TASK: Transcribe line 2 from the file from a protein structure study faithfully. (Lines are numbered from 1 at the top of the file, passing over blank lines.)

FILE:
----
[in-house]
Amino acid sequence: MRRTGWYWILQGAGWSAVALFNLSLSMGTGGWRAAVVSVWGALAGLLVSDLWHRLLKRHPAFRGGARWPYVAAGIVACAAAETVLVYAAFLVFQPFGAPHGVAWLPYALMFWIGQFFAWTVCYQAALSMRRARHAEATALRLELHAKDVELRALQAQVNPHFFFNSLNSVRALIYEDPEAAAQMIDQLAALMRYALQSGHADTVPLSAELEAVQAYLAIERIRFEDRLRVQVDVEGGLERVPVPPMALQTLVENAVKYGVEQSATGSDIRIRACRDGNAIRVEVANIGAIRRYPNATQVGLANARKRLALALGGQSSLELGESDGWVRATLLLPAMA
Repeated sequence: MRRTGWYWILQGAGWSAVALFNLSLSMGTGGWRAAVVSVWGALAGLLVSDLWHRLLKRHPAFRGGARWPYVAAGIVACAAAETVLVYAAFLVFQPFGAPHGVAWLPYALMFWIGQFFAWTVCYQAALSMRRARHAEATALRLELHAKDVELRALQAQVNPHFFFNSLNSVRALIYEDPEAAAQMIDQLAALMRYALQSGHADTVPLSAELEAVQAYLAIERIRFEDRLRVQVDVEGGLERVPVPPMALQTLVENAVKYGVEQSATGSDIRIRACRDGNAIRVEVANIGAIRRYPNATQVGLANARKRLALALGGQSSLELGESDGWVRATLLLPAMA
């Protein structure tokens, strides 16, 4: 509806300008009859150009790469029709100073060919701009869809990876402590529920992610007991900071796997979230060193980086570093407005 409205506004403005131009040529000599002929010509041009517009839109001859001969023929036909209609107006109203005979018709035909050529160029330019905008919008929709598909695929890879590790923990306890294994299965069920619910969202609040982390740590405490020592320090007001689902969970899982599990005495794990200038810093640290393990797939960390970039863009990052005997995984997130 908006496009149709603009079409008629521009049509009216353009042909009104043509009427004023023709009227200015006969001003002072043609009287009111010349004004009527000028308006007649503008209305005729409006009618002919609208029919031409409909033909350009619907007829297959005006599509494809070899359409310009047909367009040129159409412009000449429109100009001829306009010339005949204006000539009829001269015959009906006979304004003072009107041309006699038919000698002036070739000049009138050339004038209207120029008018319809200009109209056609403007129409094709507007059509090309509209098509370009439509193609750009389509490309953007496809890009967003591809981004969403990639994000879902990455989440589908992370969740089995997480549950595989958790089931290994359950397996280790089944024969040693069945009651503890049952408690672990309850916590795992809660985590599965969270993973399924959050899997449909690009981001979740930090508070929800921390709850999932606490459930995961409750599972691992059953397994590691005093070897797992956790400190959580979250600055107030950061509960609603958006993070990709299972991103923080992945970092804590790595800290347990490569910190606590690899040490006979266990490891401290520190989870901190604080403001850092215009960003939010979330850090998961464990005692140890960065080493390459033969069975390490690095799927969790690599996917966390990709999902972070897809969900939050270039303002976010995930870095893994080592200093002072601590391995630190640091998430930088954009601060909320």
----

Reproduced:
Amino acid sequence: MRRTGWYWILQGAGWSAVALFNLSLSMGTGGWRAAVVSVWGALAGLLVSDLWHRLLKRHPAFRGGARWPYVAAGIVACAAAETVLVYAAFLVFQPFGAPHGVAWLPYALMFWIGQFFAWTVCYQAALSMRRARHAEATALRLELHAKDVELRALQAQVNPHFFFNSLNSVRALIYEDPEAAAQMIDQLAALMRYALQSGHADTVPLSAELEAVQAYLAIERIRFEDRLRVQVDVEGGLERVPVPPMALQTLVENAVKYGVEQSATGSDIRIRACRDGNAIRVEVANIGAIRRYPNATQVGLANARKRLALALGGQSSLELGESDGWVRATLLLPAMA